US-Saudi fighter jet sale to help offset Iran

White House says $29.4 billion deal to sell Boeing-made fighter jets would support more than 50,000 US jobs, boost economy.

IAF F15s refueling in-flight 311 (R) (photo credit: Baz Ratner / Reuters)
IAF F15s refueling in-flight 311 (R)
(photo credit: Baz Ratner / Reuters)
WASHINGTON - The United States will sell $29.4 billion in fighter jets to Saudi Arabia, in a deal the White House said would support more than 50,000 jobs and help reinforce regional security in the Gulf amid mounting tension with Iran.
The sale covers 84 new Boeing F-15 fighters with advanced radar equipment and digital electronic warfare systems plus upgrades of 70 older F-15s as well as munitions, spare parts, training, maintenance and logistics.
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While the sale was previously okayed by Congress, the White House announcement comes at a moment of rising tensions in the Gulf region.
Both the United States and Saudi Arabia, which sees Iran as a significant potential threat, are worried over Iran's nuclear program. Iranian officials this week repeated threats to close the Strait of Hormuz in response to mounting US and European economic sanctions.
The sale also comes as President Barack Obama prepares to accelerate his campaign for reelection in November 2012, a campaign likely to be fought over the US economy and job growth.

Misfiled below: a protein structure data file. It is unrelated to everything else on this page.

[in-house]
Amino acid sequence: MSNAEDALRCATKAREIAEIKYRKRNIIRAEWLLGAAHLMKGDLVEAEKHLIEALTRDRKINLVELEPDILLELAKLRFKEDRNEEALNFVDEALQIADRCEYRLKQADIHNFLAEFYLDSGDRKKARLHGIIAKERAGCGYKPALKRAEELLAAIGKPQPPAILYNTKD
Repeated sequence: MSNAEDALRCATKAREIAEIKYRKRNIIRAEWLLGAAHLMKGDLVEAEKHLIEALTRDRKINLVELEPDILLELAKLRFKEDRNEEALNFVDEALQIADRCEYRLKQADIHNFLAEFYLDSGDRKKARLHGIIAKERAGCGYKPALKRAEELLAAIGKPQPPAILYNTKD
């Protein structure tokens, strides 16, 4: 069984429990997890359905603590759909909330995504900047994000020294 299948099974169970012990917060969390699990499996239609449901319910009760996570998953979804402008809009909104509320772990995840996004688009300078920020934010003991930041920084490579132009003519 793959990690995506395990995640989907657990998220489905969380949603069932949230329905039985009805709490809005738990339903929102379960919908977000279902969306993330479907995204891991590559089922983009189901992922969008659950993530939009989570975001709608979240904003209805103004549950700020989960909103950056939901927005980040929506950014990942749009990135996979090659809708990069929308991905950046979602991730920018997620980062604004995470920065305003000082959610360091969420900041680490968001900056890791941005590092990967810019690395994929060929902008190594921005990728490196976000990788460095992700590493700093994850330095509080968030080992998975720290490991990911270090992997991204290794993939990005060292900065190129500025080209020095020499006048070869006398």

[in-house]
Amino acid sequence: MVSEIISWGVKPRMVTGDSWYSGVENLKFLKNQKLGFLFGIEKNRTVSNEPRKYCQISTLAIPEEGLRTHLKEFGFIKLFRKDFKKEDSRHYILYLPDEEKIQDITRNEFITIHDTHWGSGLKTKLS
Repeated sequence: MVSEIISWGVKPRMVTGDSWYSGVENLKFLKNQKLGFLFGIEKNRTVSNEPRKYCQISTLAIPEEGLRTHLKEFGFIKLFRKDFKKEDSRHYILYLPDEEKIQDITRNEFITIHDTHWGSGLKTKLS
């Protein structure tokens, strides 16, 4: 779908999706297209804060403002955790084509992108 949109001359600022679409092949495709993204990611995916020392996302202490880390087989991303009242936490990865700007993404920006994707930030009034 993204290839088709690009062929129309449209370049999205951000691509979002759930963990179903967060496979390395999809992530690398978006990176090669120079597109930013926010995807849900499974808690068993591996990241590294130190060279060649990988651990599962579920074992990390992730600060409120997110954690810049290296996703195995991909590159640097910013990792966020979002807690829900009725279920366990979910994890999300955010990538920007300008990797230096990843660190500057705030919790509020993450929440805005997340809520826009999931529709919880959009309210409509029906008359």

A White House spokesman said the Saudi arms sales would give the US economy a $3.5 billion annual boost and help bolster exports and jobs.
The Obama administration cleared with Congress more than a year ago the potential sale of more than $60 billion of military hardware to Saudi Arabia over 10 to 15 years, including the F-15s, helicopters and related equipment and services.
The Saudi buildup, part of a wider US buildup of its regional friends and allies, could help offset the departure this month of the last US combat troops in Iraq.
In a statement released in Honolulu, where Obama is vacationing, White House deputy press secretary Josh Earnest said the kingdom had an important role to play in keeping watch over the region, which has also seen protests and political turmoil in Yemen.
"This agreement reinforces the strong and enduring relationship between the United States and Saudi Arabia, and demonstrates the US commitment to a strong Saudi defense capability as a key component to regional security," he said.